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Most of us would like our behavior to be consistent with our values; Blindspot helps explain why they are not always aligned by providing readers with a simple, scientifically-based understanding of “implicit bias”. The book is a resource you can use to educate yourself and others.

In Blindspot, my colleague Tony Greenwald and I explore hidden biases that we all carry from a lifetime of experiences with social groups – age, gender, race, ethnicity, religion, social class, sexuality, disability status, or nationality.

We use the term “blindspot” as a metaphor to capture that portion of the human mind that houses these hidden biases. Just as our eyes contain a blind spot where visual information cannot be seen, we ask about the extent to which social groups shape our likes, dislikes, and judgments about people’s character, abilities, and potential – without our awareness or conscious control.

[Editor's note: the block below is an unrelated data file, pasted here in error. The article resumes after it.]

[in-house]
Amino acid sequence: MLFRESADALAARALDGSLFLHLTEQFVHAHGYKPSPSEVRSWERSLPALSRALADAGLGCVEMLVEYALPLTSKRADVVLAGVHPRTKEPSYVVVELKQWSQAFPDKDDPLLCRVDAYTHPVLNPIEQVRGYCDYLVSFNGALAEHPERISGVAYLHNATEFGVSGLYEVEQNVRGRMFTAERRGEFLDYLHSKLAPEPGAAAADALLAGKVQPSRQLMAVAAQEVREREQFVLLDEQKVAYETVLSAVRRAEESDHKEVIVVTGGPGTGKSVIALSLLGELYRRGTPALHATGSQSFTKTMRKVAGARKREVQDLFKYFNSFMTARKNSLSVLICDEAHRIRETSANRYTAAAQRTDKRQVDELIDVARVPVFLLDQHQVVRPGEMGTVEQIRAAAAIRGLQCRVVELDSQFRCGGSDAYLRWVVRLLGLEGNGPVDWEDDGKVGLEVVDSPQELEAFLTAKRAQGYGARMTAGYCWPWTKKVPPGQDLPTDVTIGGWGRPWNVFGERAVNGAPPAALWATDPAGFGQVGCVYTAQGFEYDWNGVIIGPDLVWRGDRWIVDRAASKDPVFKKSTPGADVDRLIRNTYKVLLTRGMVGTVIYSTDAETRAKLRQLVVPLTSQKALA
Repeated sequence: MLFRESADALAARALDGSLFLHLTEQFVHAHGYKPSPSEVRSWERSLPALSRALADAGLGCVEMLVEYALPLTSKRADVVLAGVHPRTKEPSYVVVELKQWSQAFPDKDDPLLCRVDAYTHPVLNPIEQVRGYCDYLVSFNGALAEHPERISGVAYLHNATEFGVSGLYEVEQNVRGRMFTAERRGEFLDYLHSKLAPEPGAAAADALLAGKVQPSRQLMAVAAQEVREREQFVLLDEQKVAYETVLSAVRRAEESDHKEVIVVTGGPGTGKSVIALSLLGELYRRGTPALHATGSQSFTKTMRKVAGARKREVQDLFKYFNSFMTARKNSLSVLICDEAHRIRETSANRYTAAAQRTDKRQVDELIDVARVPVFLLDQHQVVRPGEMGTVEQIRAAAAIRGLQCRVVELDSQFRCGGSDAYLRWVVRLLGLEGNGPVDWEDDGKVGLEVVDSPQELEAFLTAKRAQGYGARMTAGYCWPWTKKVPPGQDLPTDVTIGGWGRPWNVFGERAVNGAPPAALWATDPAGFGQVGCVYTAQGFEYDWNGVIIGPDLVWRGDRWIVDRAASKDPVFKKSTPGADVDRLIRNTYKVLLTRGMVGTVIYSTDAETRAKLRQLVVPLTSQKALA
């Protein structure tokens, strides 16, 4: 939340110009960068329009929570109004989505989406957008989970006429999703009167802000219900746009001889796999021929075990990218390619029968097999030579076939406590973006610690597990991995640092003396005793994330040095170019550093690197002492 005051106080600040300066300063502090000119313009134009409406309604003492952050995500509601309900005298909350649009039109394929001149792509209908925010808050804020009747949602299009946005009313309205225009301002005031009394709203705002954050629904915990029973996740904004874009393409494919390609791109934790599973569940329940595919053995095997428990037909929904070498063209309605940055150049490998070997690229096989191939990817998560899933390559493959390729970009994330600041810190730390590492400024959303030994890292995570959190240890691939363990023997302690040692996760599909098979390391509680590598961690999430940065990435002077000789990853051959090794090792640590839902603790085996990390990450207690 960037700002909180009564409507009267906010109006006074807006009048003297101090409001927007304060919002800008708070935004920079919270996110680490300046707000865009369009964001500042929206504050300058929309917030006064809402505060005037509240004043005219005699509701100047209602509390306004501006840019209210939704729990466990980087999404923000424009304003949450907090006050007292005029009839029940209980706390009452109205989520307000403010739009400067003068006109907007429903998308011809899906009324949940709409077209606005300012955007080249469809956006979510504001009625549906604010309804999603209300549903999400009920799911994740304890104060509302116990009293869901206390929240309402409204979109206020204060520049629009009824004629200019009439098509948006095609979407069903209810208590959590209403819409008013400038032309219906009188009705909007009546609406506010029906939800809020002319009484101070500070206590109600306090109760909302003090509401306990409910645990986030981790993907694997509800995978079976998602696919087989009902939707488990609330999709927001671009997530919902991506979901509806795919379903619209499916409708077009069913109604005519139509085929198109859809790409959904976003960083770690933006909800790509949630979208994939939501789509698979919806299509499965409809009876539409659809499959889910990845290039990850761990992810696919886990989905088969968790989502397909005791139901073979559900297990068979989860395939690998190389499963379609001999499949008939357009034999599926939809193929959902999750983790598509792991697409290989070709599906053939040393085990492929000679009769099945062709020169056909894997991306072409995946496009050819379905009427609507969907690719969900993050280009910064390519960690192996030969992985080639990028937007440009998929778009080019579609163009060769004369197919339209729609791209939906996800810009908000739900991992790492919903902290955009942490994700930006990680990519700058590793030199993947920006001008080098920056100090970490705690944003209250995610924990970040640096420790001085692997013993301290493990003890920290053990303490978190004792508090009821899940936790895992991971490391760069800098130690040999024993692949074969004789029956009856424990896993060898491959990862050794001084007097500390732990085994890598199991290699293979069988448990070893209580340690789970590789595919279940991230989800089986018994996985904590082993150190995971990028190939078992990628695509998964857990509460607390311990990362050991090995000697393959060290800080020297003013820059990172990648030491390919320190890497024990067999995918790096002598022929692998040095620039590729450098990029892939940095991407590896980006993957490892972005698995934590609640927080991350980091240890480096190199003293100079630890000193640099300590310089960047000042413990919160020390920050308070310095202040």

In Blindspot, hidden biases are revealed to readers through hands-on experience with the Implicit Association Test. This test has influenced the way scientists learn about the human mind and gives us a glimpse into what lies within the metaphoric blindspot.

The title’s “good people” are the many people – the authors included – who strive to align their behavior with their good intentions. The aim of Blindspot is to explain the science in plain language to allow well-intentioned people to better achieve that alignment. Venturing into this book is an invitation to understand our own minds.

Blindspot is written with a non-academic reader in mind.